Final Project-Snake!!

I can’t believe we’ve reached the end of our trial two week vestibule! You know what else I can’t believe? That I just coded Snake for my final project.

Sometime last week when I was coding a sunset or something it dawned on me that what I was doing was comparable to Snake. Controlling an object’s coordinates with key presses, that’s a Snake thing! I’m not sure why but since then it’s been a small goal of mine to make my own Snake.

And I did!

(take a break here and go play it.)

And guess what dear reader, it was easily the hardest thing I’ve coded to date. Way more complicated than that sunset. I seriously underestimated the complexities of Snake and that’s something I never thought I would’ve said about a 2003 Nokia game.

My first step was breaking down Snake by elements. I wrote a couple pages of what I thought I’d have to do Wednesday night, then started coding and realized that I’d forgotten certain things.

Most importantly, I never considered scale.

Snake runs on a grid, and increments its movement by a certain amount. If you generate the snake’s food at random, it could possibly generate at a decimal x or y value, which wouldn’t line up with the snake.

It took me a while to grasp this concept, but once I did I understood why I needed to create the variable “scl” and set my fruit’s and my snake’s size and speed according to it.

function fruitLocation() {
  let col = floor(width / scl);
  let row = floor(height / scl);
  fruitL = createVector(floor(random(col)), floor(random(row)));
  fruitL.mult(scl)

In the code above I’m creating a function that will generate my fruit at random x and y values that lie across my grid. The grid is defined with the variables “col” and “row”, both are the parameters of the canvas divided by “scl”, which I set to 20.

I spent more time than I’m willing to admit attempting to add the function shown above to my Fruit constructor, but it just wouldn’t work there. Ultimately I had to have it as a standalone function in order to be able to call the variable defined in it “fruitL” which gives me my random x and y locations for my fruit.

One of the biggest challenges in this project for me was that everything is interrelated and it gets very confusing rather quickly. I’m sure there are more streamlined ways to code Snake that involve more modularization, and I look forward to getting to that level… because my way was definitely the long way.

The most complex part about snake is that when the snake collides with the fruit the fruit must disappear and regenerate and the snake must grow in length. This means that the snake’s location needs to be tracked in regards to it’s distance from the fruit’s location, and when those two intersect actions need to happen.

this.eat = function(pos) {
    let d = dist(this.x, this.y, pos.x, pos.y)
    if (d < 2) {
      this.total++;
      return true;
    } else {
      return false;
    }
  };

The code above uses the function dist() to measure the distance between two x and y values, then says that if that distance is less than 2 the total variable will increase by 1.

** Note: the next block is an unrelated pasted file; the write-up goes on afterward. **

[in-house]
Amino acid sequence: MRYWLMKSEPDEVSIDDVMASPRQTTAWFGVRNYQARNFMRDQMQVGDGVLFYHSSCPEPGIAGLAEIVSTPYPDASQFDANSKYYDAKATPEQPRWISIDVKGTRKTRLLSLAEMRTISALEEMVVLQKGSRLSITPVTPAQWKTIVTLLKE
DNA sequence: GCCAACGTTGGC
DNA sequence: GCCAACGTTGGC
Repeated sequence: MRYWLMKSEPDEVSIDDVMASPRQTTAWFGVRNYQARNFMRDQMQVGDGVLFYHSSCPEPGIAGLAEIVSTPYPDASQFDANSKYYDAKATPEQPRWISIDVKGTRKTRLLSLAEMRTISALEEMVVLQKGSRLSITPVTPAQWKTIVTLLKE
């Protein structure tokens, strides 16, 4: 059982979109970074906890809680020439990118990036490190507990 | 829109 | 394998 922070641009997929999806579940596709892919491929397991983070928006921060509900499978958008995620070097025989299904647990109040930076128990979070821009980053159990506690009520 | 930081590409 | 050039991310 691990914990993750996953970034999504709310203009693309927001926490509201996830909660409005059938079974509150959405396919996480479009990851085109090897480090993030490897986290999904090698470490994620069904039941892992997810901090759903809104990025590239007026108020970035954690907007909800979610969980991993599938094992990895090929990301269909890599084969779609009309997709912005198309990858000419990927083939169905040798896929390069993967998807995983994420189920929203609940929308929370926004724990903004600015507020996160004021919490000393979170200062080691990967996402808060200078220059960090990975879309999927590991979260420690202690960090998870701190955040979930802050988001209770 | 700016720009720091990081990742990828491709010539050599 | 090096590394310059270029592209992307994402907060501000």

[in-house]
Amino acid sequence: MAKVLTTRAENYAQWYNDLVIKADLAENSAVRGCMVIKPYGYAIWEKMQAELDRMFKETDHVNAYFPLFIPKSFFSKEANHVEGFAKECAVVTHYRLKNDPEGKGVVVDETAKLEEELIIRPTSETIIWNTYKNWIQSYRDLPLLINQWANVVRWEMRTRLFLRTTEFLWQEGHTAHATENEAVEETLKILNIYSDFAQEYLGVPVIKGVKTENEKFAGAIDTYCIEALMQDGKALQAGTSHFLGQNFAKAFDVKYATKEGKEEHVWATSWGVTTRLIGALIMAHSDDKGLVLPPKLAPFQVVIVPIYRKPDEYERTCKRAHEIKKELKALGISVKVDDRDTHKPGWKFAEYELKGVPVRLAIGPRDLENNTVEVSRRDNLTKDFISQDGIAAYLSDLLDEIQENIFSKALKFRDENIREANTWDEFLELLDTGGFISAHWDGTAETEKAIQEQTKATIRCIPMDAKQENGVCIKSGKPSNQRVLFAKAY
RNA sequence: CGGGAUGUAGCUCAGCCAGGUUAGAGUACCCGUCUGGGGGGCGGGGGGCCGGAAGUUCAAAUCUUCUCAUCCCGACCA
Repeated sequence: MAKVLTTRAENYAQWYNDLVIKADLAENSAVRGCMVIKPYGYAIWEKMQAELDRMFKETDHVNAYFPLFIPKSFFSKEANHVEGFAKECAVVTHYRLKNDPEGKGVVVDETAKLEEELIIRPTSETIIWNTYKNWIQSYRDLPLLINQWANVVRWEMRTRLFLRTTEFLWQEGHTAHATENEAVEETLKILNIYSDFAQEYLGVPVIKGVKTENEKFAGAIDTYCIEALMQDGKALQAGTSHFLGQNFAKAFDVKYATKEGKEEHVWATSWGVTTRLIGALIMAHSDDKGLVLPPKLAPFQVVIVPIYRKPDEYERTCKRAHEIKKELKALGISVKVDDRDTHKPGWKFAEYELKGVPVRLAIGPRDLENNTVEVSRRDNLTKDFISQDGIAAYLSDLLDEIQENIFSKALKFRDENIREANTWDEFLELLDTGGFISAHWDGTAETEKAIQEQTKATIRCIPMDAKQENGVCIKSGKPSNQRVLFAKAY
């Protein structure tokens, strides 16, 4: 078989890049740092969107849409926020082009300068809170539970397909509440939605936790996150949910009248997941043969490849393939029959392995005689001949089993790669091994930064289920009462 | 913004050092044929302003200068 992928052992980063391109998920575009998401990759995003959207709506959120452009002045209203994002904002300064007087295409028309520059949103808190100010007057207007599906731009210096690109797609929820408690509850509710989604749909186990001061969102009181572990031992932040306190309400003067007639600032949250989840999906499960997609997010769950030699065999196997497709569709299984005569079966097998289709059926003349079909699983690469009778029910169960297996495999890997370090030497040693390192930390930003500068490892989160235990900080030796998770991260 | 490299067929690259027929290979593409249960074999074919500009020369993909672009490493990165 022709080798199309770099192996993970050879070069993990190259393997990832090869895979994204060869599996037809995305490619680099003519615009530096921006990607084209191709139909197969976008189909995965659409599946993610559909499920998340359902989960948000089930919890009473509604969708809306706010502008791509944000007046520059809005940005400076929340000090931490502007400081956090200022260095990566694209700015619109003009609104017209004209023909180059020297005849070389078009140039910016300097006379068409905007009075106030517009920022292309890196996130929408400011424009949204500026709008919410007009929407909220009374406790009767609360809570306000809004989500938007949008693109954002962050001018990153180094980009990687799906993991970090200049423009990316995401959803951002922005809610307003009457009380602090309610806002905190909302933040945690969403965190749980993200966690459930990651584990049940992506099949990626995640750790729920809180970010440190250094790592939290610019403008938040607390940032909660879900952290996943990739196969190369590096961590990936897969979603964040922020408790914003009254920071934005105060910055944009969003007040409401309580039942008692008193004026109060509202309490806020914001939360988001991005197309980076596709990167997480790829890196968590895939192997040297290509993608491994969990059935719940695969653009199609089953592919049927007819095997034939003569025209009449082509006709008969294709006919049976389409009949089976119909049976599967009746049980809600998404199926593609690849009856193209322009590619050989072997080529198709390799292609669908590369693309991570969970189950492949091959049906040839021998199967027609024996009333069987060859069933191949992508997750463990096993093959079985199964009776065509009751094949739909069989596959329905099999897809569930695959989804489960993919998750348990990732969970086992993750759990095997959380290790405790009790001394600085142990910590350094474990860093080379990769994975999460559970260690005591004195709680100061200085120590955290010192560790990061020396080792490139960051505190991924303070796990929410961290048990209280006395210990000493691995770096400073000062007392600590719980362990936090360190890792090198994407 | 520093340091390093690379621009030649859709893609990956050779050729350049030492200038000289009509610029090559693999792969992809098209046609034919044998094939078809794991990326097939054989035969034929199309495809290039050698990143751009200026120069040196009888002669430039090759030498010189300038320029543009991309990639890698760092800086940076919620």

this.update = function() {
    for (let i = 0; i < this.rattle.length - 1; i++) {
      this.rattle[i] = this.rattle[i + 1];
    }
    this.rattle[this.total - 1] = createVector(this.x, this.y);
    this.x = this.x + this.xspeed * scl;
    this.y = this.y + this.yspeed * scl;
    this.x = constrain(this.x, 0, width - scl);
    this.y = constrain(this.y, 0, height - scl);
  };

The above code was borrowed from Dan Shiffman (a man i’d never heard of two weeks ago who has come to be my personal hero). This is the code that applies the total number of fruit eaten to the snake’s length (rattle) causing it to grow. The array “rattle” is increased gradually in relation to the variable “total” and it is set as a variable to create a new x and y coordinate. When this function is called initially the i value is 1, then every time the total value of i increases as well, creating another increment of Snake.

this.show = function() {
    fill(0);
    strokeWeight(.5);
    stroke(255);

    for (let i = 0; i < this.rattle.length; i++) {
      rect(this.rattle[i].x, this.rattle[i].y, scl, scl);
    }
    rect(this.x, this.y, scl, scl);

  }
}

The code above is creating my snake, which initially appears as a 20×20 black square. By incorporating the rattle array into the x and y values, we are calling back to the update function where they were defined.

Admittedly, my grasp on why and how this part of the code works waivers. I have moments of complete comprehension but they are fleeting.

Ultimately this project was beyond my scope but I’m happy to say that working through it I really learned a lot. I’m glad I took on something ambitious because it caused me to grow as a coder. I feel much more confident about objects, constructors, and modularization now then I did before. I understand arrays but I am not a master of them, not yet anyhow. But I my understanding of them did grow through this project.

And all of this in 2 weeks! That’s wild!

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